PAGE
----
US: Equality lawyer says same-sex marriage will be in 50 states ‘within a year’

Illustrated rainbow pride flag on a pink background.

A leading marriage equality lawyer has said that same-sex marriage in all 50 states is likely to be a reality within 12 months.

Lawyer Paul Smith, who was part of the team that successfully challenged the Defence of Marriage Act in the Supreme Court last year, has claimed that equality could come to every state sooner than expected.

Same-sex marriage is currently legal in 19 states and the District of Columbia, with court cases challenging for marriage equality in every remaining state.

So far, six of the cases have made it to federal appeals courts, from where the decision will likely head to the US Supreme Court.

Smith told Vox that he estimates that in the best possible scenario, the Supreme Court could rule on a case by next June, and opt to bring same-sex marriage to every state.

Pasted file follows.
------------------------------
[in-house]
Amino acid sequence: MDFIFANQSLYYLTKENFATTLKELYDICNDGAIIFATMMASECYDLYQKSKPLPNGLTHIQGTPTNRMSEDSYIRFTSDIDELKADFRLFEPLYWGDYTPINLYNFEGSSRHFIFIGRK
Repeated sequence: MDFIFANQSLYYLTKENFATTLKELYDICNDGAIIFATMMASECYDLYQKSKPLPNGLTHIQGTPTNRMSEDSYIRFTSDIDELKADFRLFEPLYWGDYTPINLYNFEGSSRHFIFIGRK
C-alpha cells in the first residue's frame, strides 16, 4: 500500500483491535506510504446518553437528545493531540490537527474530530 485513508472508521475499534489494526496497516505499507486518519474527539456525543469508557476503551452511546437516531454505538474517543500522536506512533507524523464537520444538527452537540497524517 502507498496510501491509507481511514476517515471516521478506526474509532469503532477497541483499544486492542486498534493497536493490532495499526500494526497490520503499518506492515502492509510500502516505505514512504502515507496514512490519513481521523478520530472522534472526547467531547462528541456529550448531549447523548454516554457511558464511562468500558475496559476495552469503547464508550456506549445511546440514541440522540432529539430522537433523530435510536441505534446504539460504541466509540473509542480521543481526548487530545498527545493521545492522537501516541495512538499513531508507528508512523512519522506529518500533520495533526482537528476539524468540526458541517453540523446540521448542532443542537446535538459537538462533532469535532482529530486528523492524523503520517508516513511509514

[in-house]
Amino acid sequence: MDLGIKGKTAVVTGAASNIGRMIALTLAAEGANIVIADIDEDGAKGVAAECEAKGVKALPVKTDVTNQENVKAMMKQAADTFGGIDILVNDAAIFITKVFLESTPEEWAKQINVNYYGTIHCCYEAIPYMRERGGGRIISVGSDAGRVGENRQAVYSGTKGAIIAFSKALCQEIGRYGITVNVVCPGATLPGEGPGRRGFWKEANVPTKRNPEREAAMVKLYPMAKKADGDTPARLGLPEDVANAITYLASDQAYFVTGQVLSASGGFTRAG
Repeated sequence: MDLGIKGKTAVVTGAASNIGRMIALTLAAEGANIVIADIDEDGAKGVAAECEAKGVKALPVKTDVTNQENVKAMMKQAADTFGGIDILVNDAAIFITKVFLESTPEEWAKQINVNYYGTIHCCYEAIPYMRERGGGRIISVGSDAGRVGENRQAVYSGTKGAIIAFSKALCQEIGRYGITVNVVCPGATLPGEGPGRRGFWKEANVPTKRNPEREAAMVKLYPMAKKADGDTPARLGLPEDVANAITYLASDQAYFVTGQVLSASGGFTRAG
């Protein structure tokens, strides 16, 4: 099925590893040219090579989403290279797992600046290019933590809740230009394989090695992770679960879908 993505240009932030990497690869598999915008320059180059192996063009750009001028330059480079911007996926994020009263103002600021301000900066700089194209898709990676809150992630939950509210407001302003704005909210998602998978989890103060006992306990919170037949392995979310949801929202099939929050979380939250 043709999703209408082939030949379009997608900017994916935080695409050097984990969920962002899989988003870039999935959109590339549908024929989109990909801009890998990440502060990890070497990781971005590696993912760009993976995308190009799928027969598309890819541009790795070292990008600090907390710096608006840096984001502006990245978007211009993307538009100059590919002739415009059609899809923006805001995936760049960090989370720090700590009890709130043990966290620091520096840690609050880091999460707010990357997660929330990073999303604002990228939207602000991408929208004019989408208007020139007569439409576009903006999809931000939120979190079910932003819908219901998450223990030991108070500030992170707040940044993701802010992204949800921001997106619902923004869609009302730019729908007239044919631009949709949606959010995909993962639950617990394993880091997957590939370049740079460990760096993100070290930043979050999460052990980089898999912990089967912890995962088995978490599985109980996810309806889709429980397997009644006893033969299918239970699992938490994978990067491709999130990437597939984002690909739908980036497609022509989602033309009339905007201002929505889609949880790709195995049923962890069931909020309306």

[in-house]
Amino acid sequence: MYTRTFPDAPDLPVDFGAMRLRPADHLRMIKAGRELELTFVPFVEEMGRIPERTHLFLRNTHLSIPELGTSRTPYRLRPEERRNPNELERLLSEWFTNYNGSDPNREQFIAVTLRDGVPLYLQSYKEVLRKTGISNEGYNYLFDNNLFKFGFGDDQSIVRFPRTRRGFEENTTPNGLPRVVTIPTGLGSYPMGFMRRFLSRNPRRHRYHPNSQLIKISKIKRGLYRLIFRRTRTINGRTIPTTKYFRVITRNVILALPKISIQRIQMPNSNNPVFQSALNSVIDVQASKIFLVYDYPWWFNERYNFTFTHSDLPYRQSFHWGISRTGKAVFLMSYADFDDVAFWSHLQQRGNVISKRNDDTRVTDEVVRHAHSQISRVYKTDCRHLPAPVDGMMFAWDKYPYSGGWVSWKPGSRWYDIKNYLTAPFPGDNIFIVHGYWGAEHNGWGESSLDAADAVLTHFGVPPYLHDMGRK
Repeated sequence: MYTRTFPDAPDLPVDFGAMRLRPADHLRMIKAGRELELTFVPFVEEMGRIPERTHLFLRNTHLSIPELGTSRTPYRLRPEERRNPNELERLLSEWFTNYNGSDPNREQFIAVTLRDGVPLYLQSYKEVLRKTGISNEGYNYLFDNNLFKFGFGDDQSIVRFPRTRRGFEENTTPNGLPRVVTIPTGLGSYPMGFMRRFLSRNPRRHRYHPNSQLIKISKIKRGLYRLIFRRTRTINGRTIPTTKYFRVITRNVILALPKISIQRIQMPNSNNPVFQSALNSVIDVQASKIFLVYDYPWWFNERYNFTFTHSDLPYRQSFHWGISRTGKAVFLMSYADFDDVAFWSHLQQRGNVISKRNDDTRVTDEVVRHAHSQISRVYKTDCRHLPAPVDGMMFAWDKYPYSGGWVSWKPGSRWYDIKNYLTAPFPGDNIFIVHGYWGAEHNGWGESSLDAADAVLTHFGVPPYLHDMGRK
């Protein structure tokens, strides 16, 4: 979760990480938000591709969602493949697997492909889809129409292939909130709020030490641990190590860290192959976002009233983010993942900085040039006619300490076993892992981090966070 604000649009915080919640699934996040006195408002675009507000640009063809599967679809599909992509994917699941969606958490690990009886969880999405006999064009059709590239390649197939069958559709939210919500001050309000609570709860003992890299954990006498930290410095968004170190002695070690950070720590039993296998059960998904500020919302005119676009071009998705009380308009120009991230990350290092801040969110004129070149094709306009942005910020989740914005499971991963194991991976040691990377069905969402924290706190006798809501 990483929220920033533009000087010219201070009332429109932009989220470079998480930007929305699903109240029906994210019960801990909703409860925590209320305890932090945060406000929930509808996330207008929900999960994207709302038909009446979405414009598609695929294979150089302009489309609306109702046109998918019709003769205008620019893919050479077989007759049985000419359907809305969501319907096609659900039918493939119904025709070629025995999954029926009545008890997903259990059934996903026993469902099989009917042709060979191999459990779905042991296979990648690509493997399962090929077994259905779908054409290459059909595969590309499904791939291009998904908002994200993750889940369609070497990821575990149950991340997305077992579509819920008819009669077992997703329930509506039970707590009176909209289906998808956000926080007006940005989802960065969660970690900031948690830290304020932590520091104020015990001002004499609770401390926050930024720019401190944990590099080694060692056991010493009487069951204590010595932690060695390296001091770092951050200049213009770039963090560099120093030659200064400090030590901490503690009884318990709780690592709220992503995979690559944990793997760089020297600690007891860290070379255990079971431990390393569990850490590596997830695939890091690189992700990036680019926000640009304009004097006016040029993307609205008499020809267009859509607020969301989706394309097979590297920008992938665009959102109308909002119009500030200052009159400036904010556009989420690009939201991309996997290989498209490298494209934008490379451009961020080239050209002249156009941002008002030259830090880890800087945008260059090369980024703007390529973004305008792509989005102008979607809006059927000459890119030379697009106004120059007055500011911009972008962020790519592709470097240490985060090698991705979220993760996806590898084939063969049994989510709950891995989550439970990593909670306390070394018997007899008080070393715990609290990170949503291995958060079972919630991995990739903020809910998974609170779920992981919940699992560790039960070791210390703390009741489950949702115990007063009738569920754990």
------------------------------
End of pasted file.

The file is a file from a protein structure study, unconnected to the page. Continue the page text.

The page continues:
He said: “It’s interesting and surprising how quickly courts are getting to the merits of deciding the cases — expediting briefings, expediting cases.

“Courts usually take their time about things, but somehow there seems to be a perception that this is an issue that needs to be decided fairly quickly.”

Smith also laid out a less likely scenario, where marriage equality will stall in the system and will not be in every state until 2016.

However, he remains hopeful for a resolution within a year, and said the Supreme Court are likely to want to resolve the issue.

He said: “My personal view is that the Supreme Court wants to be the one to decide this issue, not the lower courts, so the Supreme Court will probably take it.

“There’s an old expression: the Supreme Court follows the election results, too.

“The way constitutional law functions is it responds the popular views, even though sometimes the court is required to do things that are very unpopular.”

“Most observers think there are five [of nine] votes [in the Supreme Court] for the pro-equality side — the same five that felt the Defence of Marriage Act was unconstitutional.”